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Sunday, March 26, 2017

1977 Review: Neil Young - AMERICAN STARS 'N' BARS


Neil Young's American Stars 'N Bars - 1977
(Back cover)

As Neil Young's 2017 sabbatical continues, we've been plowing deep into the Thrasher's Wheat Archives Vaults.

Here's a look back at Neil Young's 1977 album American Stars 'N Bars by PAUL NELSON, originally published in Rolling Stone on Aug 11, 1977:
AMERICAN STARS 'N' BARS

Right now, I think it would be just about impossible to overrate Neil Young.

In the last few years he has web the most avant-garde styles to the corniest of archetypes-and deliberately ignored the public's penchant for pasteurized product by rampantly (im)perfecting Bob Dylan's crude but spontaneous recording technique. Seething with psychic dynamite, his raw and passionate electric-guitar playing boasts a tactility and uniqueness unmatched by any guitarist since Jimi Hendrix. Young has written songs as sensitive and beautifulas any by the most fragile and aesthetic singer/songwriter, yet he has played life-and-death rock & roll with the delirious ferociousness of the Rolling Stones at their most sordid and seedy. Of course, he has been misunderstood too quickly.

Since After the Gold Rush (1970) and Harvest (1972), many erstwhile admirers have filed strong charges of morbid self-indulgence and drugged-out incomprehensiveness against the later LPs. In The Rolling Stone Illustrated History of Rock & Roll, Janet Maslin wrote: "With On the Beach, 1974, Tonight's the Night and Zuma, both from 1975, Young's progressively more rudimentary music did little more than reiterate the murkiness of his lyrics. His renunciation of artifice was so absolute it left him no room for either drama or tension." In the New York Times, John Rockwell, in a highly favorable review, characterized Young as "the quintessential hippie-cowboy loner, a hopeless romantic struggling to build bridges out from himself to women and through them to cosmic archetypes of the past and of myth." Well, no.

Unless one understands the "On the Beach"/"Motion Pictures"/"Ambulance Blues" trilogy from On the Beach (and "Don't Be Denied" from Time Fades Away), one simply cannot write intelligently about Neil Young. But when one understands these songs, one begins to perceive the exciting possibility that perhaps Young is rock & roll's first (and only?) postromantic. That he knows something that we don't, but should. Indeed, I suspect that Young took one of the longest journeys without maps on record, never even slowed up at the point of no return, but somehow got back anyway, a better man with all senses intact. When nearly overwhelmed by marital difficulties and the death of friends, he apparently looked into himself and managed an instinctive or willed act of Jungian purification that put him somewhat safely on the far side of paradise, if not paradox. I'm not saying he's happy, but who the hell is happy? For Young, being a postromantic probably means he still loves the war, but knows exactly how and where to invest his combat pay-he may lose it, but never hopelessly.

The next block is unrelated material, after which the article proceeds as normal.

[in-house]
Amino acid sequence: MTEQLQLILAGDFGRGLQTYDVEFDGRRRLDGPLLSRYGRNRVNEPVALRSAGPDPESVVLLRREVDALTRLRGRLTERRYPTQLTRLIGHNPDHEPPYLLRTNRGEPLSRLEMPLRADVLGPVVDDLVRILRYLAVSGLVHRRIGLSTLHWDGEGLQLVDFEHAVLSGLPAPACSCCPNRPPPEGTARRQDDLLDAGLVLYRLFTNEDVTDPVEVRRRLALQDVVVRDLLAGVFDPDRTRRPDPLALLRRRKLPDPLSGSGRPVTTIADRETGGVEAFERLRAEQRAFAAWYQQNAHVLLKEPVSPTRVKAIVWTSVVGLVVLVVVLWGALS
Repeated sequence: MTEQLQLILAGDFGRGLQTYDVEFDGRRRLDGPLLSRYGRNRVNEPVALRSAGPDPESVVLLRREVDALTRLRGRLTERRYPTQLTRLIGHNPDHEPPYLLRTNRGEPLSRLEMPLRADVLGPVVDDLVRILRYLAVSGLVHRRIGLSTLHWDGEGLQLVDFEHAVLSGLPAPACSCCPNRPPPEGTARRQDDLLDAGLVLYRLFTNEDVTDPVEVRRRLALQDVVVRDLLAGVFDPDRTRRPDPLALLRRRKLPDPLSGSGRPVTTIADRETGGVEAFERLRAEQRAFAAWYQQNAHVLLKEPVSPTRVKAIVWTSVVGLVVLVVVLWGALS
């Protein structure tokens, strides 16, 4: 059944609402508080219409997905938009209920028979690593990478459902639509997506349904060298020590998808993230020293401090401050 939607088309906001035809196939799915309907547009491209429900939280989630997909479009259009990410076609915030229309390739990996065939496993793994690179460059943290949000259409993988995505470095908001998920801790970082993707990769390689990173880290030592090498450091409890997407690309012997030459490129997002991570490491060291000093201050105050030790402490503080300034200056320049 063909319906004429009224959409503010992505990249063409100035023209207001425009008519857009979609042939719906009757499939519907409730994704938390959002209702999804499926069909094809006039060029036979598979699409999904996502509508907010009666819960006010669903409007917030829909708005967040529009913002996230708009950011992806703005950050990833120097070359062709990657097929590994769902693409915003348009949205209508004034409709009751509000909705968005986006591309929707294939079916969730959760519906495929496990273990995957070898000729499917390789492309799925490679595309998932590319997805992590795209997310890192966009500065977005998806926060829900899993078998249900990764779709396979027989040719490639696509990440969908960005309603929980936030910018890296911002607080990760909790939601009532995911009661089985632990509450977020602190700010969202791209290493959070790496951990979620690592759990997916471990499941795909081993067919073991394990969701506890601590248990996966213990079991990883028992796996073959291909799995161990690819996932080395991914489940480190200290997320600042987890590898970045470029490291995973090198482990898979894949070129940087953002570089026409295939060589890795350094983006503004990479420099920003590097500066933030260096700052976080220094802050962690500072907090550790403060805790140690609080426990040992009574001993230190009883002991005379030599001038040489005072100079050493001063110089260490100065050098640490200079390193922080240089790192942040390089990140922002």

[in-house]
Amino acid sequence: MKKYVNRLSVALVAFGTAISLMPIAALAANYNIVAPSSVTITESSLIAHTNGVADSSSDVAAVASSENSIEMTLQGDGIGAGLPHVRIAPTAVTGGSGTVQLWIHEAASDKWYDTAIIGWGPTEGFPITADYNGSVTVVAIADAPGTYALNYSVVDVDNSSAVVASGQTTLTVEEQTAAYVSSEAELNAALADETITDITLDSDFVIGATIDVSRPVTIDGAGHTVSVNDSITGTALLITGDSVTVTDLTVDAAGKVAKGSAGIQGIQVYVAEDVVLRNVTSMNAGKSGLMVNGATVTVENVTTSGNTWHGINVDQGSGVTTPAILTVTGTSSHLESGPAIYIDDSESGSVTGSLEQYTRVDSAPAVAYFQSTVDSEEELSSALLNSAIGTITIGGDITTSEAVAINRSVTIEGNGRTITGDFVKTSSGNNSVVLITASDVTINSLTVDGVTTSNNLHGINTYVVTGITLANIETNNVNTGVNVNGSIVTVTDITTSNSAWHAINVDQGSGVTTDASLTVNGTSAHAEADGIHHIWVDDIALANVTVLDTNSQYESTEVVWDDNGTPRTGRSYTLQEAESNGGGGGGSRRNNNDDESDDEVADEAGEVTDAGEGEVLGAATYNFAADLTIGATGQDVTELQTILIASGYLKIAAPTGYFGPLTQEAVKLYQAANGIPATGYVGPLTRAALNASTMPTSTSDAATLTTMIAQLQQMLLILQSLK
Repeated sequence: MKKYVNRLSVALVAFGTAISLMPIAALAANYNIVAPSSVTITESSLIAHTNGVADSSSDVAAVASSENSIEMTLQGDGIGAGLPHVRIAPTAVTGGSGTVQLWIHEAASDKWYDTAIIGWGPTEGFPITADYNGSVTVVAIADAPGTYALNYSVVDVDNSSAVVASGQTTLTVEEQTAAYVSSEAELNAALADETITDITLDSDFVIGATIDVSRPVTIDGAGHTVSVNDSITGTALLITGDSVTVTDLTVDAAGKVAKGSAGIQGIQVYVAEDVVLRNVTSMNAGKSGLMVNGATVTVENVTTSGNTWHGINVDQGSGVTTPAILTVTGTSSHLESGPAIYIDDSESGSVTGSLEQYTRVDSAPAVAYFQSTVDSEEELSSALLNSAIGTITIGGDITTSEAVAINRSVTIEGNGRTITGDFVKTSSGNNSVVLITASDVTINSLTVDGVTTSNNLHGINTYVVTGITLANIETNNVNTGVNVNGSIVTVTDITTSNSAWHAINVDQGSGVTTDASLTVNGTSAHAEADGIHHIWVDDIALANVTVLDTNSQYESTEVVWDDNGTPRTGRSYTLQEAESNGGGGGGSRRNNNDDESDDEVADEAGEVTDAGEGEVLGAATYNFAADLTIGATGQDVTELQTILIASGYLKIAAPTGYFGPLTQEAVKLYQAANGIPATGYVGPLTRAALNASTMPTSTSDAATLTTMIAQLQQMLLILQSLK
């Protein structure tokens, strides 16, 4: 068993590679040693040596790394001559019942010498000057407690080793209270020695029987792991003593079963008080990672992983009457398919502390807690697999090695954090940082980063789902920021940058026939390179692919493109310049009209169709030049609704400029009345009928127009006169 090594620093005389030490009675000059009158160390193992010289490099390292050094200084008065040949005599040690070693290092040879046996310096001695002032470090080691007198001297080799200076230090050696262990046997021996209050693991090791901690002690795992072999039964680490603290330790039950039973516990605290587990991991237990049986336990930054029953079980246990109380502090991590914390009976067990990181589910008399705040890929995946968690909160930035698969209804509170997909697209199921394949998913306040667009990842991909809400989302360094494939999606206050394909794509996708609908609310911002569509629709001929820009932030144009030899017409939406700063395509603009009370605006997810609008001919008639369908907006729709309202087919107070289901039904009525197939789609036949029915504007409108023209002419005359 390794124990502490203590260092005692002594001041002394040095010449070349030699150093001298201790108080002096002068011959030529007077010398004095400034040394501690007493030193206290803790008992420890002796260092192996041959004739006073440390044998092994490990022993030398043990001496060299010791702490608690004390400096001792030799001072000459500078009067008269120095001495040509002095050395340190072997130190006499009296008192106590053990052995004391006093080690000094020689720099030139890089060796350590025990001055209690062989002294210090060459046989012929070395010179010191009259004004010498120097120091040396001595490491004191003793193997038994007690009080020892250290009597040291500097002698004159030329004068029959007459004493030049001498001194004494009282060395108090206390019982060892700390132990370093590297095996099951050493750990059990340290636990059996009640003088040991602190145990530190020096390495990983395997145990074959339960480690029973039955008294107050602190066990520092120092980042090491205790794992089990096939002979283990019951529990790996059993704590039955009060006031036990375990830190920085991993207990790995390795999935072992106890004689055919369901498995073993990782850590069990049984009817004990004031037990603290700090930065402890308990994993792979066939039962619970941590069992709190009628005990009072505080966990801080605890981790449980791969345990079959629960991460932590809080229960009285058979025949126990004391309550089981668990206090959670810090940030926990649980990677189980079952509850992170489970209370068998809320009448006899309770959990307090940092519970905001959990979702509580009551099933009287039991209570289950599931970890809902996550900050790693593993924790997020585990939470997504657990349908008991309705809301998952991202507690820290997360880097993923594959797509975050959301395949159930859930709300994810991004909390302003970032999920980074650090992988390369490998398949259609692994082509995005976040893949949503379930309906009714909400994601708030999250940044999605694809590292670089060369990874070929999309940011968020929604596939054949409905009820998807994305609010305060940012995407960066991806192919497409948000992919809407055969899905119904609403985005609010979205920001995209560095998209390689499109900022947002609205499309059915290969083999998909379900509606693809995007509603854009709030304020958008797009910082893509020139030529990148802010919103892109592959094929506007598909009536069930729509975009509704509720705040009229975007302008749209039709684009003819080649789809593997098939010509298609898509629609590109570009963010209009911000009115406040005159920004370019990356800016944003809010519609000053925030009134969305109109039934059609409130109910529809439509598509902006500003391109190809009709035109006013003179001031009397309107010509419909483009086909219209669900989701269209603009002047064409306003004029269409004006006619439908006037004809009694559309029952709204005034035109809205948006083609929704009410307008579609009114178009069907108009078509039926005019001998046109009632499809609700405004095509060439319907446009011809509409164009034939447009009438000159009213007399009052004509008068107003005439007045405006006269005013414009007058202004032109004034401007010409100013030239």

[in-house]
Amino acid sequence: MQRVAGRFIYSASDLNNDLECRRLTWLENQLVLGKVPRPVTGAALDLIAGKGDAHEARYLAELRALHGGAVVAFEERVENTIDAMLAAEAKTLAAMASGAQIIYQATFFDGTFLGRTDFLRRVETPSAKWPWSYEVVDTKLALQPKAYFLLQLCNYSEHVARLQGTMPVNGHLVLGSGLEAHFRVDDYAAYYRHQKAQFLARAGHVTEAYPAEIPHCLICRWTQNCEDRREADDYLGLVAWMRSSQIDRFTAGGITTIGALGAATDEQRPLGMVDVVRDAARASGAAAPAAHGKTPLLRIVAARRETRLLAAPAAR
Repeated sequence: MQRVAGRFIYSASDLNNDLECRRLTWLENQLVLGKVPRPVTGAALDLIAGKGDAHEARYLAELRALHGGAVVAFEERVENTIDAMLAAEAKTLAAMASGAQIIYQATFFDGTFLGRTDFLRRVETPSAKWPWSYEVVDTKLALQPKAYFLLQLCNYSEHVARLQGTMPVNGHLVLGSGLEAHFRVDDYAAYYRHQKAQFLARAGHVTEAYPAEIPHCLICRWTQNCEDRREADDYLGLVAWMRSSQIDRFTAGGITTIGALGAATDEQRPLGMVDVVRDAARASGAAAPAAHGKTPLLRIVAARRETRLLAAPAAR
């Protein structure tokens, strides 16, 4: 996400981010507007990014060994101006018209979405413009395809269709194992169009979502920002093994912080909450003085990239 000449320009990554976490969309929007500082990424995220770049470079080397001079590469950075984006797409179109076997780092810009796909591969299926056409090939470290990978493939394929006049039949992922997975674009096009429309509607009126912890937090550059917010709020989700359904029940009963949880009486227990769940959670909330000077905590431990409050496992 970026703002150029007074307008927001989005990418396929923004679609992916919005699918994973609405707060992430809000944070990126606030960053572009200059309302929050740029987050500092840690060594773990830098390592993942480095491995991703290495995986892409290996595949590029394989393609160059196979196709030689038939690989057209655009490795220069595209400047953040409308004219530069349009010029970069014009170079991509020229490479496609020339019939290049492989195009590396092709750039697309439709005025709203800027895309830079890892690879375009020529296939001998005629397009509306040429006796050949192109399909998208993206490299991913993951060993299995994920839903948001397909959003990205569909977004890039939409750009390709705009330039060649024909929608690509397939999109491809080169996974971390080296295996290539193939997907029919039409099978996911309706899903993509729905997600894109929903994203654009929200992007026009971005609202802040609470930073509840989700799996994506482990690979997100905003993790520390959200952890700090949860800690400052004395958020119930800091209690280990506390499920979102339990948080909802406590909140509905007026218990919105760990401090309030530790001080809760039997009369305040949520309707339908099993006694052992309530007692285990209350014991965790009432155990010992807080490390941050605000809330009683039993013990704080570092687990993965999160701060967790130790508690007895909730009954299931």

Romanticism is a foreign country; they do things differently there. It's a nice place to visit, but I wouldn't want to live there. Too homicidal. Having gotten through the more self-destructive aspects of romanticism, Neil Young certainly takes full advantage of his revisiting privileges, pointing out the highlights and contradictions of his itinerary to all who will listen.

Perhaps only a man who has known the answers can really see both sides of the questions. At any rate, Young's Mona Lisa smile from the barroom floor on the curious American Stars 'n Bars isn't so much arrogant ("If you can't cut it/Don't pick up the knife") as it is inclusive ("I know that all things pass/Let's try to make this last"). So inclusive, in fact, that the album can almost be taken as a sampler, but not a summation, of Young's various styles from After the Gold Rush and Harvest (much of the country rock) through On the Beach (the incredible "Will to Love") to Zuma ("Like a Hurricane" is a worthy successor to "Cortez the Killer" as a guitar showcase), with a lot of overlap within the songs.